We identified several SNPs with significantly different rates of missing genotypes in males and females where the missing data are non-random with respect to genotype. Since the prevalence of ASD is higher in males than in females, the difference in missing genotype rates between males and females and genotype-specific missingness can change allele frequencies between individuals with ASD versus those without ASD, which can lead to spurious association results. Therefore, to reduce the effect of informative missingness, we excluded markers with a missing genotype rate more than 2.5% in males or females.
In general, males are hemizygous for the X chromosome, except for three homologous regions shared by the X and Y chromosomes. Markers in the two telomeric pseudoautosomal regions (PAR1 and PAR2) were treated as autosomal markers in the QC and analysis. A third region of XY homology, Xq21.3 and Yp11.1, as well as several other smaller segments , differs from the PARs in that the X and Y chromosomes do not recombine. This can result in different allele frequencies in these regions on the X and Y chromosomes, which can lead to spurious results in association tests. Therefore, SNPs in this region and those showing more than 1% male heterozygotes were removed from our analysis. Male heterozygotes in the remaining SNPs may have been due to errors in genotype calls, thus their genotypes at that SNP were set to be missing.
For joint analysis of the pooled data sets (HIHG/CHGR, AGRE and ACC), we used a modified version of X-APL  that combines family and unrelated case-control data . Briefly, unrelated cases and controls were integrated into the family-based framework by treating each as a proband from a family triad with missing parental data. In this way, they contributed indirectly to inferences regarding missing parental data across the sample and directly to inferences about ASD-SNP associations. We found that the joint analysis resulted in a high inflation factor (λ > 1.6) based on the genomic control (GC) approach . The high inflation factor could be due to the batch effect in the ACC data set, as discussed below, but it also could be due to the fact that QC analyses of population stratification for family and case-control data were performed separately at two sites (HIHG/CHGR and CHOP). Applying the GC approach to the joint analysis results had a drastic effect on the power to detect true positives. Therefore, we performed stratified analysis by grouping HIHG/CHGR and AGRE into one cluster and ACC into the other cluster in the joint analysis. Allele frequencies were inferred individually in the two clusters, and an X-APL statistic was calculated for each cluster. The statistics from the two clusters were summed to form a final statistic, and variance for the statistic was estimated jointly on the basis of the data derived from the two clusters. We also used a meta-analysis approach comprising steps similar to those described by Wang et al.  to combine the X-APL statistics from the HIHG/CHGR and AGRE cohorts with the GC-corrected statistics from the ACC sample.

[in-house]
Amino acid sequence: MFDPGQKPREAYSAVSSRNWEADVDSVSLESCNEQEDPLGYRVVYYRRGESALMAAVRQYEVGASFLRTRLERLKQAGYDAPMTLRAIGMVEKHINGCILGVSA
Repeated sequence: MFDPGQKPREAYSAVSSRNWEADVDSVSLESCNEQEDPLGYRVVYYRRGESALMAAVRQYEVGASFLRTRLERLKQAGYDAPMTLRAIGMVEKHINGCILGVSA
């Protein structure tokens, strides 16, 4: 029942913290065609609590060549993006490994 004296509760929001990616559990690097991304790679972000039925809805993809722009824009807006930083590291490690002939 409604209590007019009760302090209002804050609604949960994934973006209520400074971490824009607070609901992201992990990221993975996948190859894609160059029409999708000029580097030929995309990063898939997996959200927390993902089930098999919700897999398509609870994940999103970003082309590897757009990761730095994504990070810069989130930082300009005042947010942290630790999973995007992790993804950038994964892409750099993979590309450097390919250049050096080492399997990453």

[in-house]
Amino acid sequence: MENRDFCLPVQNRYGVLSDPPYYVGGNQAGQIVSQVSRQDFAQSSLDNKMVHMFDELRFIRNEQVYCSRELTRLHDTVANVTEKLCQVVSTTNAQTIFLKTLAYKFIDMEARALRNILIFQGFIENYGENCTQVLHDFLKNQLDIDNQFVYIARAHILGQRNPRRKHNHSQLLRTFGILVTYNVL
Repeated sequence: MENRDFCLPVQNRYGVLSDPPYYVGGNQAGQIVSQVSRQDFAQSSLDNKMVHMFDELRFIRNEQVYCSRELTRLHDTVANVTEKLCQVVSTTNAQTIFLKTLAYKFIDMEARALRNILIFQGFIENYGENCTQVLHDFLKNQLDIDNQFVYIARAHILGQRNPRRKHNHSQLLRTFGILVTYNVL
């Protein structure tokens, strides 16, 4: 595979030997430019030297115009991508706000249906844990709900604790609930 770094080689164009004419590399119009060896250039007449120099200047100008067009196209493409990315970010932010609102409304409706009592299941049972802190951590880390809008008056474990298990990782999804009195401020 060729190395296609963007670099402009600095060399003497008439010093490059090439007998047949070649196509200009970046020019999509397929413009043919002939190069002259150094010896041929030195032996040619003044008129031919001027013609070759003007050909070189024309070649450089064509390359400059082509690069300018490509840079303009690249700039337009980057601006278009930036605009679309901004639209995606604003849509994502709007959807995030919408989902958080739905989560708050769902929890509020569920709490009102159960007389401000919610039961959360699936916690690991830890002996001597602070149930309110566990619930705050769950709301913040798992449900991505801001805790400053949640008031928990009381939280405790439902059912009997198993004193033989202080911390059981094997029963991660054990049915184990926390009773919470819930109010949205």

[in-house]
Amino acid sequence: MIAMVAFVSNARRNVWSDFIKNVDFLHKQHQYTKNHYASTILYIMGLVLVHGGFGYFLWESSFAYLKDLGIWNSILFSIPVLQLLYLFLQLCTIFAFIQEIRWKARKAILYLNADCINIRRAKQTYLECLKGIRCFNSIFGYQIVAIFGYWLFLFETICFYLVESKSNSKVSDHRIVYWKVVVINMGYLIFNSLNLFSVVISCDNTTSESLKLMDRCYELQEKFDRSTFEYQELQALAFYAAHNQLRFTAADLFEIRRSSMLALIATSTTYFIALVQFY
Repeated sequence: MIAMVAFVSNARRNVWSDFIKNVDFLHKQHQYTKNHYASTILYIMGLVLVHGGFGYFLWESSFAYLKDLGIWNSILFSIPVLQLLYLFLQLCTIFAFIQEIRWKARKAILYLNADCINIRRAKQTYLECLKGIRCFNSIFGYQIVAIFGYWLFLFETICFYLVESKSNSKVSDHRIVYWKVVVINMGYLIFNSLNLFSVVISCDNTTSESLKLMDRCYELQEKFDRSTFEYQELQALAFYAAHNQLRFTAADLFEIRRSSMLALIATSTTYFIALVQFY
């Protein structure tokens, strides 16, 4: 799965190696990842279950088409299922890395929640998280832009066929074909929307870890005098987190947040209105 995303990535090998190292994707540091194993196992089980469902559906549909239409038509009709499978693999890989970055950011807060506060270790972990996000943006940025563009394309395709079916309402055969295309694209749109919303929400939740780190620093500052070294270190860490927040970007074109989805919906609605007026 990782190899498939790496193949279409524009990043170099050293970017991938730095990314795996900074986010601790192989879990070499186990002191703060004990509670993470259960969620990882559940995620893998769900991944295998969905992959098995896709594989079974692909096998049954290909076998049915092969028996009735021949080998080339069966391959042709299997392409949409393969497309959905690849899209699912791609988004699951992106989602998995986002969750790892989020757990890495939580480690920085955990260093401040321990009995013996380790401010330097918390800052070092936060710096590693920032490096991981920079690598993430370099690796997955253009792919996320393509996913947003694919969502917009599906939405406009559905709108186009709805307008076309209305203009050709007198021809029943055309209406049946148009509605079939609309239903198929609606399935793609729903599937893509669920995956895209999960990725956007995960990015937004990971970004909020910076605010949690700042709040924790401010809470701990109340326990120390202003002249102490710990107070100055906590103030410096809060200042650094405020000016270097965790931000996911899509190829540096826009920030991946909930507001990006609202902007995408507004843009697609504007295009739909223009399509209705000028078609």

For the replication analysis, association tests in the individual data sets were conducted using the PLINK software  for case-control analysis based on allele-based χ2 tests and X-APL in families . APL  and allele-based χ2 tests for autosomes using the PLINK software were performed to detect SNPs in PAR1 and PAR2. Unaffected siblings were also included in family-based analyses, as they helped us infer missing parental genotypes. The analysis of the ACC data set had an inflation factor (that is, λ value ) of 1.12, which may reflect a batch effect, since cases and controls were genotyped in separate batches as described in the supplement section of the study by Wang et al. . We applied the GC approach to the results for the case-control analysis as suggested by Wang et al.  to correct for the batch effect. We used the combined family data set (HIHG/CHGR and AGRE) as our discovery data set and the case-control data set (ACC) as the validation data set. We performed individual analyses of the discovery and validation data sets and investigated whether the results were replicated in both data sets.
We also investigated whether there were significant signals in candidate genes identified in previous studies for interesting, albeit not chromosome-wide, significant SNPs. SNPs with P values less than 0.05 in the discovery, validation and joint analyses as well as in candidate genes found in the literature were considered significant. A total of 21 candidate genes for ASD on the X chromosome reported in the Autism Genetic Database  were considered. A list of the 21 candidate genes are given in Additional file 2. On the basis of considering only 776 SNPs in the 21 candidate genes from among the 10,820 overlapping SNPs in the discovery, validation and joint data sets, we expected that the chance of a SNP being significant in the discovery, validation and joint data sets and in a candidate gene would be small. A diagram depicting the analytical strategy is shown in Additional file 3.